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June 11, 1985 - Image 1

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Publication:
Michigan Daily, 1985-06-11

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Ninety-five years of editorialffreedom

Vol. XCV, No. 16-S

Copyrigh ,1985
TheMichigan Daily

Tuesday, June 11, 1985

Fifteen Cents

Eight Pages

Wallenberg gave
Jews a chance

By STEVE HERZ
Tom Lantos, a United States
congressman from California, is the
only survivor of the Holocaust ever
elected to Congress. He is a survivor
and a leader, but his parents were vic-
tims-two of the nearly six million
Jews murdered by the Nazis.
He remembers his parents and he
also remembers Raoul Wallenberg,
the man who saved his life and the
lives of nearly 100,000 others.
WALLENBERG WAS born in
Sweden, a member of an extremely
wealthy family. His father died when
he was an infant and Wallenberg was
groomed by his grandfather.
Although his grandfather wanted him
to become a banker, he allowed Raoul
to cross the Atlantic to study architec-
ture at the University of Michigan in
1931.
Albert Melniker, in town for last
week's 1935 class reunion, remem-
bered his classmate as "a real down-
to-earth individual. He had a great
sense of humor and he was an ex-
cellent student."
Melniker said Wallenberg was dif-
ferent from his American classmates.
"He had a worldly outlook then that
the average American student didn't
have."

THAT WORLDLY outlook had an
effect on Wallenberg's role in the war,
classmate Milton Fischer explained.
"Actually, in Scandinavia they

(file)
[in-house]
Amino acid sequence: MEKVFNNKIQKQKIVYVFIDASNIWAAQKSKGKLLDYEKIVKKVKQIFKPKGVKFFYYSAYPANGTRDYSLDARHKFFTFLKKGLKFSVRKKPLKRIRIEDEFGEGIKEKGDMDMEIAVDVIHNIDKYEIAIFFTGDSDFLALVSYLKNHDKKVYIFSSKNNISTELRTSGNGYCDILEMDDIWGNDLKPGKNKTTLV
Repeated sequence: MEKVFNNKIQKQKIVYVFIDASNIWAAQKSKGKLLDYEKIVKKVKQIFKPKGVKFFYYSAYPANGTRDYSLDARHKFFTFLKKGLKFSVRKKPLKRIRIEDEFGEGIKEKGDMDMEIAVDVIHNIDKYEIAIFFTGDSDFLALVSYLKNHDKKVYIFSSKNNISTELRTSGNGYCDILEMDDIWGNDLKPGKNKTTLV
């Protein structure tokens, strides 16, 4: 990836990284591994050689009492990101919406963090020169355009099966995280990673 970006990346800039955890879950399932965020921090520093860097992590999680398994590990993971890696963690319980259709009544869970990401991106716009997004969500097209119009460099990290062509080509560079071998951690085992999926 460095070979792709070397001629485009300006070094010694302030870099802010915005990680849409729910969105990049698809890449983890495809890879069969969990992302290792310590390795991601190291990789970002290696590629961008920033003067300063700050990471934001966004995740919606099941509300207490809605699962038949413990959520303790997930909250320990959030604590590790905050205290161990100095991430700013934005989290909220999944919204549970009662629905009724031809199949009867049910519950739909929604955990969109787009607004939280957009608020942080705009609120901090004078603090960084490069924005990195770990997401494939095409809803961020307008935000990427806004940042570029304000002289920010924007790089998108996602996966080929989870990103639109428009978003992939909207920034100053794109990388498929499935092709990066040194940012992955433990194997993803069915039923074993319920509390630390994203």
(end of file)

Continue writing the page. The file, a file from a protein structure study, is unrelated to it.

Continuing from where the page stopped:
thought you could do something about
the problem-not just let nature take
its course."
There was nothing natural about
Hitler's master plan and Wallenberg
knew that. During some unsatisfying
years as a banker in the British man-
date of Palestine, Wallenberg learned
of the atrocities occurring throughout
Europe. "In Haifa (Palestine) he
realized how bad things were,"
Fischer said. Professor Ingemar
Hedenius remembers how Wallen-
berg was sympathetic to the Jewish
plight. "He was a Wallenberg, an
eighth part Jew and seemed to regard
this asa guarantee of success in life."
Wallenberg could not have known
then that his concern for the welfare
of the Jews would result in his own in-
ternment after the war in the Soviet
Union, but it did not stop his effort to
save the victims of Hitler's tyranny.
He did not like banking and told his
grandfather in a letter of his wish to
quit his joh.
"POSSIBLY I am not cut out for Photo courtesy of the Alumni
banking. Architecture is another Raoul Wallenberg in his ROTC uniform next to the Golden Ga
See HERO, Page 3 Wallenberg liked to hitchhike out west during his summers at
from 1931 to1935.

'U' selects
research
vice
president
By CHRISTY RIEDEL
An eight-month search for a
University vice president forresearch
has ended with the nomination of Lin-
da Wilson of the University of Illinois
at Champaign-Urbana.
Wilson, who is currently associate
vice chancellor for research and
associate dean of the Graduate
College at Illinois, will be nominated
to the regents at their June 20-21
meeting by University president
Harold Shapiro.
IF THE REGENTS approve the
nomination, Wilson will assume the
post Aug. 15 and become the highest-
ranking woman in the University ad-
ministration.
Wilson's responsibilities would in-
clude approving research proposals;
maintaining a liason between the
University and various foundations,